The Buyer runs into a little bit of difficulty and cannot close on the purchase. That’s fine, the market tumbled unexpectedly and they ran into difficulty.
It’s reasonable to pay damages which relate to the failed purchase. The Seller obviously had some problems and suffered some losses.
However, what about deal number two? Should that be part of it, as well?
If the Seller bought and can’t close on their purchase, should their Buyer have to pay on two separate and distinct real estate deals?
Actually, legally the Purchaser is obligated to pay for the foreseeable damages, and the damages flowing from the second deal (the Seller’s purchase) were “reasonably foreseeable in the circumstances.
Here’s what the Ontario Court of Appeal said on 14 June 2019 in Bang v. Sebastian:
“There was evidence that the respondents (the Sellers) were buying a new home and, in our view, it was reasonably foreseeable that there would be finance and carrying expenses related to that purchase.”
So, here’s the issue: why should the Buyer pay for both?
In some cases, the Seller is “cashing out” for $1 million and putting the money in the bank, and in other cases, the Seller is cashing out and buying a $2 million or $3 million place.
In the first case, we are looking at Bank interest for a couple of months on the closing funds, that’s the first deal.
But, how much did the Buyer really know about deal #2, or that, just as easily as it might have been a $2 million property, it could have been $3 million?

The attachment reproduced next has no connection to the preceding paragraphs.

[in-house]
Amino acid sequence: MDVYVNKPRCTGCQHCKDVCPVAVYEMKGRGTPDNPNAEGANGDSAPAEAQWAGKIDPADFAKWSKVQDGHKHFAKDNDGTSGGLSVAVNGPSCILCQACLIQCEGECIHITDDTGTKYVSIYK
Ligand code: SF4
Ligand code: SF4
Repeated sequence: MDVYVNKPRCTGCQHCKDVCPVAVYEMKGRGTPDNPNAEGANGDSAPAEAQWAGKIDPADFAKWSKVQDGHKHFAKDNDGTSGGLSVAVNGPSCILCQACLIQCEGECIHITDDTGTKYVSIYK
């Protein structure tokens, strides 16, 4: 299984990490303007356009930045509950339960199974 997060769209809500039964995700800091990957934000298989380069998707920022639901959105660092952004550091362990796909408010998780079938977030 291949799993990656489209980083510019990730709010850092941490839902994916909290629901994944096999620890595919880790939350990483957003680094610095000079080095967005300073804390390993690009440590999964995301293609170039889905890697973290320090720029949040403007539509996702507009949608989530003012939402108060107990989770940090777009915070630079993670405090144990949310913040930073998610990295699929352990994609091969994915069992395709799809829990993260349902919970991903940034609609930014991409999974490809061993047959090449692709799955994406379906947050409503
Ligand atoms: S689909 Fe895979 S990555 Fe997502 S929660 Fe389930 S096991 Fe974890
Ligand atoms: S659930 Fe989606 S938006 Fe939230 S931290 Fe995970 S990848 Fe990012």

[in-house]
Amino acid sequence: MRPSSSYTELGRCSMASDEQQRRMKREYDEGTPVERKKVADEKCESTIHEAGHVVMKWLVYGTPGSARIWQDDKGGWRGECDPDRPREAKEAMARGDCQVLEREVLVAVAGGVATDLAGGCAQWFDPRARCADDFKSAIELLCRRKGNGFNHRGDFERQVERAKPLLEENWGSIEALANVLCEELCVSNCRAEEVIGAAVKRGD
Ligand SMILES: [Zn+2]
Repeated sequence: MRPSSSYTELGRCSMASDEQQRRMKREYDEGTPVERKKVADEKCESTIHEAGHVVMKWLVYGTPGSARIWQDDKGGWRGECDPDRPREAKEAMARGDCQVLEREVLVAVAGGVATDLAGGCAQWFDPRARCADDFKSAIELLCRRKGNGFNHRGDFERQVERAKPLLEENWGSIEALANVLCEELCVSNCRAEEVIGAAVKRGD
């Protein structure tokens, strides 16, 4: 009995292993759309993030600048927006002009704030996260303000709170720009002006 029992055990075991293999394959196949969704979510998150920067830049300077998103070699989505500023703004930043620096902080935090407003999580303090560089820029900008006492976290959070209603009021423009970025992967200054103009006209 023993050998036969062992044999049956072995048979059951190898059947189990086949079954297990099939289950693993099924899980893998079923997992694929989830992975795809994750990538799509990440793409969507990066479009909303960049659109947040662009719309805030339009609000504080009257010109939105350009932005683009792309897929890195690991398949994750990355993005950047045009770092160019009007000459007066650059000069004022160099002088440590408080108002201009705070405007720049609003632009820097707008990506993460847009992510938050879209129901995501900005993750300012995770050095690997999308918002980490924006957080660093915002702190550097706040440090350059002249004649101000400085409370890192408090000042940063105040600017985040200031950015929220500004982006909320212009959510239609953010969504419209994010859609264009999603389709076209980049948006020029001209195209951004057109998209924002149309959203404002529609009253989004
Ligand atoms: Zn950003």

The best person to insure against this loss really is the Seller, as opposed to the Buyer.
Amend the Contract
If you are on the buy side and you have an opportunity to limit the damages, perhaps you should:
- Limit the damages to the first deal alone,
- Cap the damages on the first deal to 6 months interest on the outstanding balance,
- agree that the deposit amount is the full claim for damages,
- Specifically exclude any related damages flowing from deal #2.
If such a clause were normally included in a standard form Agreement, then the risk of such a loss would shift from the first purchaser (often, first time homebuyers) to the Seller (a trade-up purchaser) who is likely in a better position to plan for any potential problem.
Right now, if anything goes wrong, ie. the market suddenly plunges by 25% (Spring 2017 or by almost the same in the Spring of 2022) then the first purchaser, just struggling to buy something at the low end of the housing spectrum, gets stuck with the damages on their own deal, and the Seller’s purchase too. That doesn’t seem fair.
Brian Madigan LL.B., Broker